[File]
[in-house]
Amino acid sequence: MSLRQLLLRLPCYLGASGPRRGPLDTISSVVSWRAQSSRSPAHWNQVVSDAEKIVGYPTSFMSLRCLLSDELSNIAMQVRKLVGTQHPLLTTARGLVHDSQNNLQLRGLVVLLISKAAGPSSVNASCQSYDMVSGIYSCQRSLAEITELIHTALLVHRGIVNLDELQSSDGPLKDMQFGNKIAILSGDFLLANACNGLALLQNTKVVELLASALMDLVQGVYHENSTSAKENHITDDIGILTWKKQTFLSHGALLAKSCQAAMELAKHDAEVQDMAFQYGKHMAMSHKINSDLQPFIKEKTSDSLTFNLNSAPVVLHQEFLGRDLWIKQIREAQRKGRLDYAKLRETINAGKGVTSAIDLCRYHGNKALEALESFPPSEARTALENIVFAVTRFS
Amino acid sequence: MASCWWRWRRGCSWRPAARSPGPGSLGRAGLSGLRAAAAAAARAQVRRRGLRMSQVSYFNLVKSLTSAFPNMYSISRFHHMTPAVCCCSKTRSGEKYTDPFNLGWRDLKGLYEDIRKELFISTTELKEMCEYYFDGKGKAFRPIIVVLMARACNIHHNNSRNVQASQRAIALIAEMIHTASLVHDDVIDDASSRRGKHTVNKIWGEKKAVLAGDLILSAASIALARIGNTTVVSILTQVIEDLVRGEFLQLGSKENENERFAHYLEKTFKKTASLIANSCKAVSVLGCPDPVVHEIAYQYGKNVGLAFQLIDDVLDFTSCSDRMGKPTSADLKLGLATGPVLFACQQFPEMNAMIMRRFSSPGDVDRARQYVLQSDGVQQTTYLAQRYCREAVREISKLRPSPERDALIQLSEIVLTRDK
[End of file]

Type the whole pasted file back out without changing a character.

[in-house]
Amino acid sequence: MSLRQLLLRLPCYLGASGPRRGPLDTISSVVSWRAQSSRSPAHWNQVVSDAEKIVGYPTSFMSLRCLLSDELSNIAMQVRKLVGTQHPLLTTARGLVHDSQNNLQLRGLVVLLISKAAGPSSVNASCQSYDMVSGIYSCQRSLAEITELIHTALLVHRGIVNLDELQSSDGPLKDMQFGNKIAILSGDFLLANACNGLALLQNTKVVELLASALMDLVQGVYHENSTSAKENHITDDIGILTWKKQTFLSHGALLAKSCQAAMELAKHDAEVQDMAFQYGKHMAMSHKINSDLQPFIKEKTSDSLTFNLNSAPVVLHQEFLGRDLWIKQIREAQRKGRLDYAKLRETINAGKGVTSAIDLCRYHGNKALEALESFPPSEARTALENIVFAVTRFS
Amino acid sequence: MASCWWRWRRGCSWRPAARSPGPGSLGRAGLSGLRAAAAAAARAQVRRRGLRMSQVSYFNLVKSLTSAFPNMYSISRFHHMTPAVCCCSKTRSGEKYTDPFNLGWRDLKGLYEDIRKELFISTTELKEMCEYYFDGKGKAFRPIIVVLMARACNIHHNNSRNVQASQRAIALIAEMIHTASLVHDDVIDDASSRRGKHTVNKIWGEKKAVLAGDLILSAASIALARIGNTTVVSILTQVIEDLVRGEFLQLGSKENENERFAHYLEKTFKKTASLIANSCKAVSVLGCPDPVVHEIAYQYGKNVGLAFQLIDDVLDFTSCSDRMGKPTSADLKLGLATGPVLFACQQFPEMNAMIMRRFSSPGDVDRARQYVLQSDGVQQTTYLAQRYCREAVREISKLRPSPERDALIQLSEIVLTRDK